Wednesday, August 19, 2015

World Building

These weeks before school actually starts are some of my favorites. This is the time when we can live entirely in our imagination. We create inviting spaces we hope the students we haven't yet met will love as much as we do. We choose first books and first activities envisioning the response we hope to elicit. In our minds, a caring, connected community works joyfully and collaboratively.  I have to believe that this dreaming, imagining and visualizing are part of what helps to make all that come true as the school year begins, unfolds, develops, changes, and gels. (And, to be truthful, the beginning, unfolding, developing, changing, and gelling are ALSO my favorite weeks -- sometimes months -- of school!!)

I can't show you all the little teaching movies that are playing in my mind these days, but I can give you a peek at my new classroom. I'm really excited (to say the least) to be trying out some really new (for me) ways of thinking about seating and spaces.

Here's a pano from the doorway:

On the left, you see our office space. OUR. I try to keep my pile to a minimum, and students learn to respectfully move my stuff aside if they want to work on the big computer that sits at that desk. On the right is some common work space. My classroom library is mostly around the perimeter of the room. Fiction to the left, nonfiction on the tall shelf by the smartboard, picture books by the window, poetry and nonfiction overflow to the right. There are three shelves anchoring tables/desks: wordless picture books, word study books, and (in the "new" shelf my neighbors generously left at their curb as "trash" -- minor damage on the bottom shelf that was fixed with wood putty) folk tales and mythology.

Here are some snapshots around the room from left to right:

In front of our office space, you can see a shelf for shared supplies, and a little reading/work/meeting space around a low round table.

These two standing desks are new. Eight spots in my classroom without chairs. The idea for including standing spaces was inspired by several tweets from my principal, and by discussions with my brother, who works at a standing desk. I can't wait to see what my students think of this! As I've set the classroom up, I've found myself working at them all the time. Lots of professionals work standing up at least part of the time -- artists, chefs, scientists, conductors, singers, why not students?!?

This table of six has stools instead of chairs. Good for building core muscles!

In the back, on the tile, we have building/making/Genius Hour materials.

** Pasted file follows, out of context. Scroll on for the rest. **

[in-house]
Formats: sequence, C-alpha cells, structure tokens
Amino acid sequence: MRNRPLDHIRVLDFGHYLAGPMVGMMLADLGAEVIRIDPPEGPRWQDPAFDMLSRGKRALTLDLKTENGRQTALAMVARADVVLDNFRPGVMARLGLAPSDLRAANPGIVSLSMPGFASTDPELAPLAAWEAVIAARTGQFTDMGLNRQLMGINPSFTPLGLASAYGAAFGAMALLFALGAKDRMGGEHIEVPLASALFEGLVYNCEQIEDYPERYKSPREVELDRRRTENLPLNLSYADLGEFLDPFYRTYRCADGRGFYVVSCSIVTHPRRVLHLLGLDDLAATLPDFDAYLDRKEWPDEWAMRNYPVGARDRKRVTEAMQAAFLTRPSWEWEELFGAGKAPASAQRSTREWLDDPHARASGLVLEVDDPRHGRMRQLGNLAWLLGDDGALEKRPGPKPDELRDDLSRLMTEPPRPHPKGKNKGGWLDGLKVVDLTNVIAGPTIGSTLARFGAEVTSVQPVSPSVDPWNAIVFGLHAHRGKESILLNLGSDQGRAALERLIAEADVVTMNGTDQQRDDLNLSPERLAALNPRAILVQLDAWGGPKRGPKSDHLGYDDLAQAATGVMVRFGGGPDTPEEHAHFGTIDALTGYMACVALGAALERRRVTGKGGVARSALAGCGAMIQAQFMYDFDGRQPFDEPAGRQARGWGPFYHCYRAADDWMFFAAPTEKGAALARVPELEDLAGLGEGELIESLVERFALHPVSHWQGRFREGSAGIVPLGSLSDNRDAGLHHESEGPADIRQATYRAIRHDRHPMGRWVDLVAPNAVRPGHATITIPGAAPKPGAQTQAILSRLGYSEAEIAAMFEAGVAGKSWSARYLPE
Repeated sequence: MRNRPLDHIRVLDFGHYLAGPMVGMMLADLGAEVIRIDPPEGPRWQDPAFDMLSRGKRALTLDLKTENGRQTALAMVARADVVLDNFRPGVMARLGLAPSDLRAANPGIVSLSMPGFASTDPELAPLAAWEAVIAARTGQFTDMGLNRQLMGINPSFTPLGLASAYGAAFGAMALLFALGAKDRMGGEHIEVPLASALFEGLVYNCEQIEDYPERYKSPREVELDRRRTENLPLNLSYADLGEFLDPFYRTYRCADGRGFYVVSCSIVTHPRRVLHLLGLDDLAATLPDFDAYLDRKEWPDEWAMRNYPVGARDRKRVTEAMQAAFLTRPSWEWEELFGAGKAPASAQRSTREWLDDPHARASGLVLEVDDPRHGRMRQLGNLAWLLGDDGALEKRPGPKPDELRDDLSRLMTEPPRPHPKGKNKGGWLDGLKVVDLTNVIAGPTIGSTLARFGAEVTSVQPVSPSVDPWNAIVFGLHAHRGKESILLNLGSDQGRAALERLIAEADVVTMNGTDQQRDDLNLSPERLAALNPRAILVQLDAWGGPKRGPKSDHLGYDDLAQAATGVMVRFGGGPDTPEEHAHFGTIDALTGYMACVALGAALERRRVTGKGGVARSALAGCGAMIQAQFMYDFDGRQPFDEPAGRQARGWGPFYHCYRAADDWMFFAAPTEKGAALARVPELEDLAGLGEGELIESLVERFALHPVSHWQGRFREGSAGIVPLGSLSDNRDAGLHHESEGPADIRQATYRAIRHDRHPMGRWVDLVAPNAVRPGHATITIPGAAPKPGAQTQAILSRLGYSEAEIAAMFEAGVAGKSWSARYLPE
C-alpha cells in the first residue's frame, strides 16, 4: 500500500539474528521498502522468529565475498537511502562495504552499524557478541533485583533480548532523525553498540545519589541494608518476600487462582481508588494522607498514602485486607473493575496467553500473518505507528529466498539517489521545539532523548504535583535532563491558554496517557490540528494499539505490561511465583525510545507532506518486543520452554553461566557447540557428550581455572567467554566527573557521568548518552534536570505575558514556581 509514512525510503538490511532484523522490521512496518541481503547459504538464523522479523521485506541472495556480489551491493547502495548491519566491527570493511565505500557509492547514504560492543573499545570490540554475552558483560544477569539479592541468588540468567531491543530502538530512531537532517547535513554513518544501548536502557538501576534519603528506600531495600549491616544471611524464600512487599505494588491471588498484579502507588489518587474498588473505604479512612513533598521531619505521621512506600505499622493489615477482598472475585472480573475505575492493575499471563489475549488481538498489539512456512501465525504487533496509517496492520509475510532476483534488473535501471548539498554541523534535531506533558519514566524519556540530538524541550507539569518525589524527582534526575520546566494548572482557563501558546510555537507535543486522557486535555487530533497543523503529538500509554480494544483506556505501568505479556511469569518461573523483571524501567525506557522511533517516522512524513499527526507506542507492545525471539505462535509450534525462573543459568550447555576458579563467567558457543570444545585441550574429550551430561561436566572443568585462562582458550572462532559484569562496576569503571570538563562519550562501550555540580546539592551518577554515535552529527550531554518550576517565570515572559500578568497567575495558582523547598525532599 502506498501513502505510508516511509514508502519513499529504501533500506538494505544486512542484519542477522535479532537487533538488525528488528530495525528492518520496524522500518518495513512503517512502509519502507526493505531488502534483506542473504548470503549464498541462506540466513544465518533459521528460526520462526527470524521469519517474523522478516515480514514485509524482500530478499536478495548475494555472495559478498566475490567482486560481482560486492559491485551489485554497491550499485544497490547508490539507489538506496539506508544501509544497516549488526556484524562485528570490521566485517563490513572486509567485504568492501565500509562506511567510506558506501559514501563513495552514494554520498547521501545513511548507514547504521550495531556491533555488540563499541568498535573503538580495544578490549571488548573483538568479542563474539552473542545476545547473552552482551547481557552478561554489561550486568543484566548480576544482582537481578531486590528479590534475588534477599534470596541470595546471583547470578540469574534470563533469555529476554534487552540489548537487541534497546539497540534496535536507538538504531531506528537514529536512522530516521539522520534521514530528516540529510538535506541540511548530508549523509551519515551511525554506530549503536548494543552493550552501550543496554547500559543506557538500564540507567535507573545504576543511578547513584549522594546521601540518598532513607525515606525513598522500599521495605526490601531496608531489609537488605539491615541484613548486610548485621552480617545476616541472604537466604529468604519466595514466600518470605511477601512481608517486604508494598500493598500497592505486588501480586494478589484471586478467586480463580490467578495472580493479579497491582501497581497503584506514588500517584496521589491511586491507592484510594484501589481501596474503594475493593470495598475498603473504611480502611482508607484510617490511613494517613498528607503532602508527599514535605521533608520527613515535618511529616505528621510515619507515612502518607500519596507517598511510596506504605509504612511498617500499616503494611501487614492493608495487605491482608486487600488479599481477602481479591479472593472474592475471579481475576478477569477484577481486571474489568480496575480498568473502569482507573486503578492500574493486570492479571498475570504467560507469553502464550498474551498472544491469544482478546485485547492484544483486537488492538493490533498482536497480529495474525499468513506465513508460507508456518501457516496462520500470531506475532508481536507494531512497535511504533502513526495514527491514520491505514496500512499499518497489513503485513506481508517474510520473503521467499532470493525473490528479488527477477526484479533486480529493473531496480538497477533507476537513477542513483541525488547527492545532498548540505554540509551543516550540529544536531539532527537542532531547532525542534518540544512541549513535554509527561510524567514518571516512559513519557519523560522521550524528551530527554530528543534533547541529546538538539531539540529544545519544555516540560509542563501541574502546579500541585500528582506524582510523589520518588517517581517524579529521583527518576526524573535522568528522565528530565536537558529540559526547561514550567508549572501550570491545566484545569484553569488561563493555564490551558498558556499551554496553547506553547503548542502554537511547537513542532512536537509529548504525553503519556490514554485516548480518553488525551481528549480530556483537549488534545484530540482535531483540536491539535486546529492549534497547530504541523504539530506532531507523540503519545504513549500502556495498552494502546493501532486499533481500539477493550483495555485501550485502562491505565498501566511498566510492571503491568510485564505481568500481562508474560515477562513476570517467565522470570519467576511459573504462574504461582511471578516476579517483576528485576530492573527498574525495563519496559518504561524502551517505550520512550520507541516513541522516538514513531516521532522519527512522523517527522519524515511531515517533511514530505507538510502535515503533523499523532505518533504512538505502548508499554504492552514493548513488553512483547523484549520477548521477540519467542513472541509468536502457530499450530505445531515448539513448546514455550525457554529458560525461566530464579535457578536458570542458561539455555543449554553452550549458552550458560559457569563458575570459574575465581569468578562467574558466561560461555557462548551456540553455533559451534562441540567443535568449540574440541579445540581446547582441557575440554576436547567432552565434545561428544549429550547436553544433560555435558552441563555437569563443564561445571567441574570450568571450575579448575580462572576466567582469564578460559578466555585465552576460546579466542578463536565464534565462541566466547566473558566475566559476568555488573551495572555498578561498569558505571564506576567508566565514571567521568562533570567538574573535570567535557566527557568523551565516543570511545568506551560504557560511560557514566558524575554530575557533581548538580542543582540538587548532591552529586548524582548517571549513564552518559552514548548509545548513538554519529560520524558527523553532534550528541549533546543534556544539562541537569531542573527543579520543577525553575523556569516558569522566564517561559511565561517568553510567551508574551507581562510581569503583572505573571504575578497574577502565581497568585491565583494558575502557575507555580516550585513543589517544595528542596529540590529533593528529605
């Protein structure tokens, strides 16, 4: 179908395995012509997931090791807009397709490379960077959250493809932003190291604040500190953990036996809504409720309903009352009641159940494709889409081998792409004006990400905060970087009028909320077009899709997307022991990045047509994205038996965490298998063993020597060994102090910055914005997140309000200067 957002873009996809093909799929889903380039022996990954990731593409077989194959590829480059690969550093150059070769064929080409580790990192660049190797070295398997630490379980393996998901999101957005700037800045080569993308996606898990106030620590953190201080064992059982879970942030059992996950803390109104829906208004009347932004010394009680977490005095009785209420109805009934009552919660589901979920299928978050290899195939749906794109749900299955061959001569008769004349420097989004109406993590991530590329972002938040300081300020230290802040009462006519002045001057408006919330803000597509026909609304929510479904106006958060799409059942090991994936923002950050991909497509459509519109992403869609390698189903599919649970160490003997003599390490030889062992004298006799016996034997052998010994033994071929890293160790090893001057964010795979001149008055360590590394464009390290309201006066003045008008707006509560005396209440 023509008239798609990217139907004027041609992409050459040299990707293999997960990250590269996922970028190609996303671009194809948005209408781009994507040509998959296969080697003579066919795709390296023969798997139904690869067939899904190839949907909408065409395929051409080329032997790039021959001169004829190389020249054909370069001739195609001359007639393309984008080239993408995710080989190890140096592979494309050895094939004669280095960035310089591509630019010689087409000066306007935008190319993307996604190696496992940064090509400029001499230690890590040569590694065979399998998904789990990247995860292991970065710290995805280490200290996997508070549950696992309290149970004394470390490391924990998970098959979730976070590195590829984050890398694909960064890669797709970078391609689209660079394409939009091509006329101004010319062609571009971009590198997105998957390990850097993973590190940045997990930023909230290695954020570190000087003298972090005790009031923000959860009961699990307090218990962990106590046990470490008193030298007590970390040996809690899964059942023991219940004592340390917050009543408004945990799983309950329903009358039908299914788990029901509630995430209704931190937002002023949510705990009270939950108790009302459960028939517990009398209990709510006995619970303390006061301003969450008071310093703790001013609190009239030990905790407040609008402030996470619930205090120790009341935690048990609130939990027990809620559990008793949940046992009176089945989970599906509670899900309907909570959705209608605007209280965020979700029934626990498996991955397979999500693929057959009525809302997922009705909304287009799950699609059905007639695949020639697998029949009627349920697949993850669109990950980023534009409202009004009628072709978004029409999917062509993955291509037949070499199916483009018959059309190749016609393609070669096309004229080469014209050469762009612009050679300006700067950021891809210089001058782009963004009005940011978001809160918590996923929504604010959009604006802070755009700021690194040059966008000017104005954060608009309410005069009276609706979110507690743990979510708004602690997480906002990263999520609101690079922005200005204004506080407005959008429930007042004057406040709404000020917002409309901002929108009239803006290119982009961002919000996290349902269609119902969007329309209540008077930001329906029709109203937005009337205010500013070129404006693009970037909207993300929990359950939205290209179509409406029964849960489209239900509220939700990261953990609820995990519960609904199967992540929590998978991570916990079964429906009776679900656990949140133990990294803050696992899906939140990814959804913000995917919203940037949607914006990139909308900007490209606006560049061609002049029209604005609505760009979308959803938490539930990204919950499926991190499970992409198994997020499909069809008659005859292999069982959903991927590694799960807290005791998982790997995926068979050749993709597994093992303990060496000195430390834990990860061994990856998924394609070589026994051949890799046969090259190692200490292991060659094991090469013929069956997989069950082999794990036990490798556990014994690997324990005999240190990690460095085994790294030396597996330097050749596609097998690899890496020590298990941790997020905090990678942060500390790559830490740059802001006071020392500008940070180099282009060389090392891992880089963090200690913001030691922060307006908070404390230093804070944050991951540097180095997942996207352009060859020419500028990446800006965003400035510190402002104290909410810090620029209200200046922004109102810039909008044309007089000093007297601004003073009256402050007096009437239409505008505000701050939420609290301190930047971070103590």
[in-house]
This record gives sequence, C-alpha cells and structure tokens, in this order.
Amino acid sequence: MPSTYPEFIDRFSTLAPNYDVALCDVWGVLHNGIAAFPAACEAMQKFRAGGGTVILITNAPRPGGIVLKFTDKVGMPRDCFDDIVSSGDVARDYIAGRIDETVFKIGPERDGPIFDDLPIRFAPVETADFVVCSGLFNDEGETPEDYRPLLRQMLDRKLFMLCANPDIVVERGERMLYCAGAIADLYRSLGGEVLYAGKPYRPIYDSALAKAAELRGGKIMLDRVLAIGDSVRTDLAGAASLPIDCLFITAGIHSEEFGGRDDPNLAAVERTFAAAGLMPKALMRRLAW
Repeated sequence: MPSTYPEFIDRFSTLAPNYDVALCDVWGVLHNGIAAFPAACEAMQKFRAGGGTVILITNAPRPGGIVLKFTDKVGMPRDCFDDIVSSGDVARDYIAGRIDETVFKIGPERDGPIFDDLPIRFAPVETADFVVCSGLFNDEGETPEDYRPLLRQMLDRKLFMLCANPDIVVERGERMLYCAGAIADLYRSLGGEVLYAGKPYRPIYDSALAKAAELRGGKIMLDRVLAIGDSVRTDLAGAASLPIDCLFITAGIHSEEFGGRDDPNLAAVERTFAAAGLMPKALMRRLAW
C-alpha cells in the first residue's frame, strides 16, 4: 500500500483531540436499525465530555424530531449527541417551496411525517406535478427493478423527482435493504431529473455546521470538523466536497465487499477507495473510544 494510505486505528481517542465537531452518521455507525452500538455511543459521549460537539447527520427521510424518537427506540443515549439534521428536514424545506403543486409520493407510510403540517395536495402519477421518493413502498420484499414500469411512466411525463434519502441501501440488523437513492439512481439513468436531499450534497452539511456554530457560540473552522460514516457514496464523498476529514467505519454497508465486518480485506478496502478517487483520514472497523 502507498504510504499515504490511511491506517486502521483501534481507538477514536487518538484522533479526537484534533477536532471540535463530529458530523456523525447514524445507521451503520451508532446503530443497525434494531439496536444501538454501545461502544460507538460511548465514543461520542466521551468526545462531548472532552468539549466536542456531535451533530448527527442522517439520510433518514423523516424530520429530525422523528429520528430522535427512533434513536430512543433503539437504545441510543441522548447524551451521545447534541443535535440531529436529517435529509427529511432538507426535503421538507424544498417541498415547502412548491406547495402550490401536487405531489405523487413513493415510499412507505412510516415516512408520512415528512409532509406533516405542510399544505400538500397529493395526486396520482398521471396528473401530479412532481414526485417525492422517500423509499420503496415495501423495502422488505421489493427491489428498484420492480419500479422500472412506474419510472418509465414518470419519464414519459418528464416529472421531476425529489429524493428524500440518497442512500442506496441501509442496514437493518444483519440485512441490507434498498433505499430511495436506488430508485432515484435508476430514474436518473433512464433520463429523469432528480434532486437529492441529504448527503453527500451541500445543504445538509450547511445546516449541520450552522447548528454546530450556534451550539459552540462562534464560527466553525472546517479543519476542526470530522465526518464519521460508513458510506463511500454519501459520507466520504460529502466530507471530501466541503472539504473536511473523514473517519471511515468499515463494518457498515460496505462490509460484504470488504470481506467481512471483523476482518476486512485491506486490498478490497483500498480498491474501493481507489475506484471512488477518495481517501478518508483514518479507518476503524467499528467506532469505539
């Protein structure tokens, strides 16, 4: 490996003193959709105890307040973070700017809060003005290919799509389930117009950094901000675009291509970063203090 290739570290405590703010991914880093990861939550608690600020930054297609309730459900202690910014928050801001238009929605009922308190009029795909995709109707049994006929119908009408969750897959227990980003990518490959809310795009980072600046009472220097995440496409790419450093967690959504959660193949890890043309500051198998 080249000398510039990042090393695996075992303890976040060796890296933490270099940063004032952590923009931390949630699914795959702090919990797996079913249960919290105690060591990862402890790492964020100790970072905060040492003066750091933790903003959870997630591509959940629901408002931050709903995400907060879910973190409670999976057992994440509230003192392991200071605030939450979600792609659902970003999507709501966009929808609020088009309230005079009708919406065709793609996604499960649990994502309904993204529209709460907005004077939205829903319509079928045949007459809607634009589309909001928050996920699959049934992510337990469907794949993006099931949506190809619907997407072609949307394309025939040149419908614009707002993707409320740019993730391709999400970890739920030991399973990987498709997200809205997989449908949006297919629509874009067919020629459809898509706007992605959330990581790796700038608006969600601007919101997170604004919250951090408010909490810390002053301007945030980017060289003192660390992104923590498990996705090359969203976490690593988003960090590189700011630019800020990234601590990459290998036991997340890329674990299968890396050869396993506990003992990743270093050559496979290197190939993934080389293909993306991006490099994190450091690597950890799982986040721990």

This pano makes my room seem as big as an auditorium! I took it standing at the smart board and looking out into the room. I started over my left shoulder at the picture books. They are actually parallel to me, not perpendicular as they seem! Same with the nonfiction on the right -- they are beside the smartboard and are looking out into the room like I am. If you focus on the center of the room, you can see the five primary work spaces, and in front of the smartboard, our meeting space for minilessons, sharing, and such.

It's going to be a great year! I can't wait to meet my students and get started!


  1. Imagining is part of being a good teacher, I think. I enjoyed hearing your talk around the room, Mary Lee. I had students who work at standing desks too. They needed it, and it worked well. I hope you'll share your experience after the students come.

  2. I love stepping inside classrooms via blog posts! Would love to pop in when kids are there to see the spaces utilized in real time...mabe a future post or video??

  3. Thank you so much Mary Lee! I'm inspired by your space! Imagining the space is my favorite part of planning for the new year! I can't wait to hear about your standing work areas. I am going to try two standing computer work stations!

  4. What a cool classroom! I shared this with all of our teachers today!

  5. Cool classroom, Mary Lee! Like Ramona, I love being able to look inside a teacher's room. I'm curious to see how the standing desks work out! I built one for me a few years ago. I love it. We have a long counter against the back wall. Some kids routinely stand at it for temporary individual or partner work. It is too short for me to use as a standing desk, but seems to work pretty well for kid-sized bodies. Once they realized that I did not mind, but actually encouraged their movement around the classroom, they began to see it as a desirable space.

  6. Love your classroom and thanks for sharing. I am curious, where did you get the standing desks? I would love to add a couple to my space.

    1. The standing desks (and the stools) came from IKEA.

  7. Thanks. I will have to make an IKEA run!

  8. Thanks. I will have to make an IKEA run!


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